……Ana flicked the screen off ‘mute’, just in time to hear the Tax representative’s final denouncement of the Legion’s withdrawal. Reeve stood at her shoulder, in full battle gear: his presence was intended to give the Legion’s pretty face a degree of authenticity.

“I’m sorry, Mr. Powell. The contract that you signed clearly stated that the detonation of any N.B.C weapon on the battlefield constituted a breach of contract. I’m sorry for your losses, but you were the one who broke the terms. We had no choice but to withdraw our forces and equipment.”

“After your retreat, we were completely wiped out. You have the deaths of eighty soldiers on your conscience.”

“No, Mr. Powell. You are mistaken. They are on your conscience, as you are the one who requested the detonation of a micronuke. Each of our legionnaires received twenty sieverts, adjusted from the explosion. This constituted a clear danger to their health. Legally, it was as if you’d ordered your men to turn and fire on us.”

“We had no choice! Even with you, we were going to lose.”

“We never lose, Mr. Powell. We have traded upon that very fact for many years now. Too many people have interests in our organization for us to achieve anything but victory on our own terms.”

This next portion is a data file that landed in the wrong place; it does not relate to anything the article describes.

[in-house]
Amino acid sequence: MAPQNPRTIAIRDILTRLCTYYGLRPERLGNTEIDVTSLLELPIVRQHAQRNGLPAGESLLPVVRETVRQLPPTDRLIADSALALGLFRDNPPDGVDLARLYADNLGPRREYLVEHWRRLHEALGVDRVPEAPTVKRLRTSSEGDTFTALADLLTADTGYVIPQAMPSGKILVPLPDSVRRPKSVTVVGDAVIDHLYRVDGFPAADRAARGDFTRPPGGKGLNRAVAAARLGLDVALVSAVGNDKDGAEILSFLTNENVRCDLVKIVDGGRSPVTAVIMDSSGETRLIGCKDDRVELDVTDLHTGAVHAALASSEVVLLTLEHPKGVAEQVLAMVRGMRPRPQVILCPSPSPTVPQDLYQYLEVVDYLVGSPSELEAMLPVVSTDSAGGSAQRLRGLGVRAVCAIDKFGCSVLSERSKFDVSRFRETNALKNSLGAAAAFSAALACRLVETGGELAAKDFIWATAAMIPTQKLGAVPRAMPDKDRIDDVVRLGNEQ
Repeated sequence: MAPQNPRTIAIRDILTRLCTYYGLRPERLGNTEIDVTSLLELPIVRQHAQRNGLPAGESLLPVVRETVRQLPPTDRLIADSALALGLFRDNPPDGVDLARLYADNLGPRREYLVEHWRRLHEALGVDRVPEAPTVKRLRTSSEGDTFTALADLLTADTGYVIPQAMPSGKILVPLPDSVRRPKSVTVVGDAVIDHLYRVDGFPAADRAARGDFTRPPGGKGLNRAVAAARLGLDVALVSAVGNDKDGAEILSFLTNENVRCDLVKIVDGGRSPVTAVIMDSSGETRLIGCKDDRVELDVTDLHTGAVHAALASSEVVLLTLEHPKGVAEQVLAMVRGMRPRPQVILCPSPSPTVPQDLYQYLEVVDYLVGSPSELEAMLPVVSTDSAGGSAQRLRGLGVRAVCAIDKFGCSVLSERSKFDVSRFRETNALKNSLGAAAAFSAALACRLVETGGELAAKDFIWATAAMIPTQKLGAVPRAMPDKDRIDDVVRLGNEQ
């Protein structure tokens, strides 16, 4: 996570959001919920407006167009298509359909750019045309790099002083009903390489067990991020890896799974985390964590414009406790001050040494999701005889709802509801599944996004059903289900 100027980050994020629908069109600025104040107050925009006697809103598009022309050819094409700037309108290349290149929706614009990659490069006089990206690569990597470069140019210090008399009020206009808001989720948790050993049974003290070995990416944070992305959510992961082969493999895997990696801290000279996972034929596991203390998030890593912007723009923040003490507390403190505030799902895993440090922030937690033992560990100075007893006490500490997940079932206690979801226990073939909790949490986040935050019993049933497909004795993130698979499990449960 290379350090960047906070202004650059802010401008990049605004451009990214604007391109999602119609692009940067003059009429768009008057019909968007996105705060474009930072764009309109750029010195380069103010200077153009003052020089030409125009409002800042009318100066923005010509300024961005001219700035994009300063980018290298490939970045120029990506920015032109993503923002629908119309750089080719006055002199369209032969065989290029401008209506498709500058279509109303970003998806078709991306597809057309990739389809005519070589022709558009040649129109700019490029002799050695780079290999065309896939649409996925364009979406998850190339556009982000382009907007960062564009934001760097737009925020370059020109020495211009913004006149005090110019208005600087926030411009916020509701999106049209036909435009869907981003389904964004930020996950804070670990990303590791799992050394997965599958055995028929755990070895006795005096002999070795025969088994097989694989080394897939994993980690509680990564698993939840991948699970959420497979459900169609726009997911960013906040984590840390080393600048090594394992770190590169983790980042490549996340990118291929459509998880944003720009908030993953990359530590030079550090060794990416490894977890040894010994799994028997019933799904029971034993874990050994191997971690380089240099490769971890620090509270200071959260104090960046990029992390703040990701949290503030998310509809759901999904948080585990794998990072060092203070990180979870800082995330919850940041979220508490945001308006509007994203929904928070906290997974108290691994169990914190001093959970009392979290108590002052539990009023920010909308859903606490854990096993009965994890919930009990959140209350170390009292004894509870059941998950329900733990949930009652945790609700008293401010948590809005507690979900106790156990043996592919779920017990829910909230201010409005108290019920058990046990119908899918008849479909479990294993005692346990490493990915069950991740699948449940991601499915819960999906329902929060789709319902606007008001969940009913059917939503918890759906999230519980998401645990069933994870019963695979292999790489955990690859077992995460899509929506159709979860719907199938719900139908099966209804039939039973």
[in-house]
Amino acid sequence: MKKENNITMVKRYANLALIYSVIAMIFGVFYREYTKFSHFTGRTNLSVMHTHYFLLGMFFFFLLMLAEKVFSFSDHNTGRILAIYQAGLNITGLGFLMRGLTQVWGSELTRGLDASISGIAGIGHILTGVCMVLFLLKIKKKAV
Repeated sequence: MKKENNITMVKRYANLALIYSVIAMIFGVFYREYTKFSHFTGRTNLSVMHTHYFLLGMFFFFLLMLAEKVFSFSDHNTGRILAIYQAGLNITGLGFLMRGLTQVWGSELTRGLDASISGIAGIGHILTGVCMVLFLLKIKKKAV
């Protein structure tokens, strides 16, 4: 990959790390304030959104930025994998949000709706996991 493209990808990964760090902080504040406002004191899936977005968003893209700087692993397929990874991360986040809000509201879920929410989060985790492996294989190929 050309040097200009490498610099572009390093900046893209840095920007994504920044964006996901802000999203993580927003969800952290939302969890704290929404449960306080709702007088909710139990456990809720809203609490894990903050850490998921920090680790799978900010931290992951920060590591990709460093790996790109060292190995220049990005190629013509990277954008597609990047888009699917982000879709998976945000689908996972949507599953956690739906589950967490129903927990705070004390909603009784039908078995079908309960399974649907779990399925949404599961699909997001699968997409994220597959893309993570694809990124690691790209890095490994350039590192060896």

___________________
This is your future: Submit your stories to 365 Tomorrows
365 Tomorrows Merchandise: The 365 Tomorrows Store
The 365 Tomorrows Free Podcast: Voices of Tomorrow

Girlfriend

Author : Marco Chacon

She had one of those new things: A USB port in the back of her neck, just under the skull. We’d plug her in at parties and, with the controller, she’d do all kinds of wild things—karaoke, belly dancing, there was even a “Mardi gras button”–but we didn’t use it too much.

Afterwards, she wouldn’t remember anything but a soft warm feeling.

My friends said I was the luckiest guy alive (none of their girlfriends would do it) but I wasn’t too sure.

When I hugged her, I’d run my fingers through her hair and I’d feel the little holes with their metal teeth.

We tried some downloaded porno-ware but her eyes were like glass marbles when she was jacked. It kinda creeped me out.

When they came out with the new ones she didn’t have the money to upgrade and I don’t think it’s a coincidence we got into a lot of fights around that time. We sort of drifted apart.

“You’re whacked,” my friends said. “That’s a dream girl.”

“It’s totally on fire,” they said, “no one’s getting hurt.”

“What’s the matter with you,” they said, “it’s hotter than you deserve—you better hang on to that.”

But I let her go. Today when I’m asked, I tell people we were incompatible.

___________________
This is your future:
Submit your stories to 365 Tomorrows
365 Tomorrows Merchandise: The 365 Tomorrows Store
The 365 Tomorrows Free Podcast: Voices of Tomorrow